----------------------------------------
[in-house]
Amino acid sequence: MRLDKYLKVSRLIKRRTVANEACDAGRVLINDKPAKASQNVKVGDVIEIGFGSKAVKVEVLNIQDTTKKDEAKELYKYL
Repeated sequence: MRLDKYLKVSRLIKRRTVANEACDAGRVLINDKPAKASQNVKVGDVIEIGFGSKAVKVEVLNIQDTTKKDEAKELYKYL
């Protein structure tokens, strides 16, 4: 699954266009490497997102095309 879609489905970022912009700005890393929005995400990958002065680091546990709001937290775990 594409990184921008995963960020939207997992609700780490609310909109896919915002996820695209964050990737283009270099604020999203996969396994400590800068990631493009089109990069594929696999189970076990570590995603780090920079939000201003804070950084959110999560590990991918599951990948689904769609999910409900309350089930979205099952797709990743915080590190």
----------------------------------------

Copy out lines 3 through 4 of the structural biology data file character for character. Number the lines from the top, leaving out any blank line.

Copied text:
Repeated sequence: MRLDKYLKVSRLIKRRTVANEACDAGRVLINDKPAKASQNVKVGDVIEIGFGSKAVKVEVLNIQDTTKKDEAKELYKYL
């Protein structure tokens, strides 16, 4: 699954266009490497997102095309 879609489905970022912009700005890393929005995400990958002065680091546990709001937290775990 594409990184921008995963960020939207997992609700780490609310909109896919915002996820695209964050990737283009270099604020999203996969396994400590800068990631493009089109990069594929696999189970076990570590995603780090920079939000201003804070950084959110999560590990991918599951990948689904769609999910409900309350089930979205099952797709990743915080590190």